Harrelson: Following what the bigger schools had done and what some of the professional teams had done I guess you could kinda see it coming. When it first happened we were just kinda numb. We just thought we were going to be out for two weeks and keep working. Then all of a sudden we learned through a tweet and an email (from the NJCAA) that it was over.

SID: What did you tell your players when you got to talk to them and what was their reaction to the news?

Harrelson: I was actually with coach (Jody) Long when we got the email and the tweet. They sent us that email about 1 p.m. on a Friday afternoon and then they tweeted it out like five minutes later. So I immediately got on the phone and started texting them because I didn’t really want them to find out any other way, but at the same time there was no way to tell them all at once before they could find out. We have a group text and we sent out, “When we have more information we’ll let you know.”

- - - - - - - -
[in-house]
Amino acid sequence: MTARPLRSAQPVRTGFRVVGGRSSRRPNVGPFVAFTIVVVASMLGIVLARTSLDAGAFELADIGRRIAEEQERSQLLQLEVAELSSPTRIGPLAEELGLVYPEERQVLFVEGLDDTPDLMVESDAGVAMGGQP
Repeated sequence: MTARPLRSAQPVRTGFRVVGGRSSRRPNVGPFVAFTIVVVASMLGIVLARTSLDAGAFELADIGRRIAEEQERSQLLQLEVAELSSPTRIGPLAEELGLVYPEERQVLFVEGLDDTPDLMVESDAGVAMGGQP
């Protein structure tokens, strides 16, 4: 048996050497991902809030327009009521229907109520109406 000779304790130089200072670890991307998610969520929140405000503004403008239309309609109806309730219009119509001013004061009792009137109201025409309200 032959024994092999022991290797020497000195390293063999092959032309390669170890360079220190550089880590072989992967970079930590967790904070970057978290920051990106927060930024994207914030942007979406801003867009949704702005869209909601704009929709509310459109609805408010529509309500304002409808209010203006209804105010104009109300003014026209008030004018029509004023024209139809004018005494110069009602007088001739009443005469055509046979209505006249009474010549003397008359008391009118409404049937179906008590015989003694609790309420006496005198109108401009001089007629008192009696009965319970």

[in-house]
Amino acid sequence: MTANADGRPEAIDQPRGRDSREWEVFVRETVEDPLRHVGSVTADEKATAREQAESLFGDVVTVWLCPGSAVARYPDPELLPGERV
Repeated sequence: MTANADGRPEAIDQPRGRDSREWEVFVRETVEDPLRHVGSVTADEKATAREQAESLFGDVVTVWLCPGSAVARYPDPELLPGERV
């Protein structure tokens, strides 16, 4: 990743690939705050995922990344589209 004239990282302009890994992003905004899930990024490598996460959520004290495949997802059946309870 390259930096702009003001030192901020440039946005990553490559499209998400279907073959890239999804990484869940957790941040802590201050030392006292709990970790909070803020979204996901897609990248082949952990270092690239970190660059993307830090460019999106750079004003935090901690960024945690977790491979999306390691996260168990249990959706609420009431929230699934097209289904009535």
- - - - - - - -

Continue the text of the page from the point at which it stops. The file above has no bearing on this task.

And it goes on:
SID: The NJCAA has said that every player at our level is going to get their year back. What are your thoughts on this ruling?

Harrelson: There are going to be guys that are gonna move on just due to academics and there are going to be guys that are going to want to come back because they want to play somewhere at a higher level. We have a pretty good idea of who is going to do that and who’s not. But it’s just something that we’ve never dealt with. We want to try to do what’s right. We want to try to help all the guys that are coming in and help all the guys that are staying and help all the guys that are leaving.

SID: What a year it was getting to play in that beautiful new facility for the first time. Talk about that and although we didn’t get to play our full season on it, the atmosphere was electric every time we went out on the field to play.